As a society, we have come a long way with regard to indoor air quality. Things like improved HVAC equipment and new HVAC technology have taken IAQ to the next level. However, we still have a long way to go in order to secure the future of healthier indoor air environments everywhere. Today, a variety of air pollutants threaten our planet and all of its inhabitants. If air pollution continues at its current rate, what will the world look like in five, 10 or even 20 years from now? And what sort of changes, threats and events will define future indoor air quality concerns?
What Are the Top 10 Air Pollutants?
The most concerning and most pervasive air pollutants today are the ones most likely to define the future. Here is a current list of the top 10 air pollutants, in no particular order.
1. Carbon Monoxide
This gas, consisting of one carbon atom and one oxygen atom, is colorless, odorless and tasteless. These traits make it extremely difficult to detect. Carbon monoxide is produced during the incomplete combustion of fuel.
Lead is a naturally occurring metal found in the Earth’s crust. As uranium and thorium decay into radium, radium then decays into radon, which in turn decays into lead. (Yes, elements can decay and become other elements, more than once!)
3. Particulate Matter
PM, particulate matter or particle pollution, refers to the combination of solids and liquids found in the air. There are three types of particulate matter, PM 0.1, PM2.5 and PM10 based on size. Particulate matter forms when it is directly emitted from a source (e.g. wildfires) or when it reacts in the air with other elements after being emitted from a source (e.g., vehicles).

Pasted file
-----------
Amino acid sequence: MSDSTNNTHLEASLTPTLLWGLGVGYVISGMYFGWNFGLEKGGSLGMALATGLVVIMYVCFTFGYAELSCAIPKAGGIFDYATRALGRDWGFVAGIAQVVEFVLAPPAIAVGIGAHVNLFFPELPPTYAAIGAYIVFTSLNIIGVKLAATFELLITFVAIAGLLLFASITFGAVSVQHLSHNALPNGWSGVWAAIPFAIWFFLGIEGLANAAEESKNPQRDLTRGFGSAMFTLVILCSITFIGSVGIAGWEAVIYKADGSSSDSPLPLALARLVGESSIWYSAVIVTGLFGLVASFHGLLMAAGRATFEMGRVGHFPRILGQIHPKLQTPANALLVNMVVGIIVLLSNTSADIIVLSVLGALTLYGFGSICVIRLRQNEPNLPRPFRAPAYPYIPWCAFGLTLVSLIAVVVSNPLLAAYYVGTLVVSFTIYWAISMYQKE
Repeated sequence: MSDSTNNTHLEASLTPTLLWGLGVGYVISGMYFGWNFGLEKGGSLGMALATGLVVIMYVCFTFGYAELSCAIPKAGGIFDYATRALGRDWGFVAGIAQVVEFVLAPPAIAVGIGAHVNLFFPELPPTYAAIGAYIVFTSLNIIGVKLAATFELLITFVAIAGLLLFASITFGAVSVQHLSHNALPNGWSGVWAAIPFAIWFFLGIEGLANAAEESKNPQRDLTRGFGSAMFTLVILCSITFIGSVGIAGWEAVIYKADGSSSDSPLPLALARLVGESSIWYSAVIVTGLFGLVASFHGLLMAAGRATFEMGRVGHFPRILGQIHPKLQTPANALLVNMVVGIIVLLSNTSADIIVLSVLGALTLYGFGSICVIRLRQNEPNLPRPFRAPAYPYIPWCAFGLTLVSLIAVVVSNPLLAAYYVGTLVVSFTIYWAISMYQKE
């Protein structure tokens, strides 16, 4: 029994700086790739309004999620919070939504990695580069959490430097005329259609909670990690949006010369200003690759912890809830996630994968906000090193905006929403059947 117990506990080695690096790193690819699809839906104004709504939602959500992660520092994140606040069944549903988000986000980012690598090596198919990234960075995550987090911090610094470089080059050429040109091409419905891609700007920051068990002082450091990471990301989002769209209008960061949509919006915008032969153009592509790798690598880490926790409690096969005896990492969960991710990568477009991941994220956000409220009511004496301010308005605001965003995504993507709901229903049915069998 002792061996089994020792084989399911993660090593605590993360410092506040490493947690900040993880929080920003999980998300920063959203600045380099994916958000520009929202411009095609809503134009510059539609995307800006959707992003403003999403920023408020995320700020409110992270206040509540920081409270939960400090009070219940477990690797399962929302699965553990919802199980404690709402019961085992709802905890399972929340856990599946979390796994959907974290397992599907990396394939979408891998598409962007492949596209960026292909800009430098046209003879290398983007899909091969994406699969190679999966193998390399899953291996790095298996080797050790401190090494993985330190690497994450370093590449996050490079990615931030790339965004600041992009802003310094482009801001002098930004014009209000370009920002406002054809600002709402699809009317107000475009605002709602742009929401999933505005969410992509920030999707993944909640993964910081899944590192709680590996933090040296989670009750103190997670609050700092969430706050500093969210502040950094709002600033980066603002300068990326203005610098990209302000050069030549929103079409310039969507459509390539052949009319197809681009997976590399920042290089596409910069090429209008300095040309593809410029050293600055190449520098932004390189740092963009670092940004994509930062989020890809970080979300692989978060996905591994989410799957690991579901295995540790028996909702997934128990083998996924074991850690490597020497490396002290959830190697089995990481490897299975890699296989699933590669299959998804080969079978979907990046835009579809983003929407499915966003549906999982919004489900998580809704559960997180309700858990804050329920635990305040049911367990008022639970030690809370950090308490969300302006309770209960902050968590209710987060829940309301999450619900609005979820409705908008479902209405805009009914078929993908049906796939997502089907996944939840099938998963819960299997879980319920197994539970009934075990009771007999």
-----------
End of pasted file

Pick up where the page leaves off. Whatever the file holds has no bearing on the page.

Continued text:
4. Carbon Dioxide
At room temperature, this gas is colorless, odorless and tasteless. Similar to carbon monoxide, these traits make it extremely difficult to detect. Carbon dioxide consists of one carbon atom and two oxygen atoms. It constitutes a small part of Earth’s atmosphere. This greenhouse gas is produced during the combustion of hydrocarbon fuels (e.g., wood and gasoline).
5. Ground-Level Ozone
Composed of three oxygen atoms, ozone naturally occurs in Earth’s atmosphere. When nitrogen oxides and volatile organic compounds (VOCs) chemically react in sunlight, the result is ground-level ozone.
6. Nitrogen Dioxide
Nitrogen dioxide is composed of one nitrogen atom and two oxygen atoms. It is one gas belonging to a group of gases called nitrogen oxides. This gas is produced when fossil fuels are burned at high temperatures.
7. Sulfur Dioxide
This colorless gas consists of one sulfur atom and two oxygen atoms. Sulfur dioxide is produced when sulfur or materials containing sulfur are burned.
Methane, commonly associated with livestock, is composed of one carbon atom and four hydrogen atoms. This greenhouse gas is emitted during the production and transportation of coal, natural gas and oil. It may also occur when organic waste decays in municipal solid waste landfills.
9. Volatile Organic Compounds
VOCs are a group of chemicals with high vapor pressure and low water solubility. Many VOCs are human-made. VOC emissions originate from liquids and solids.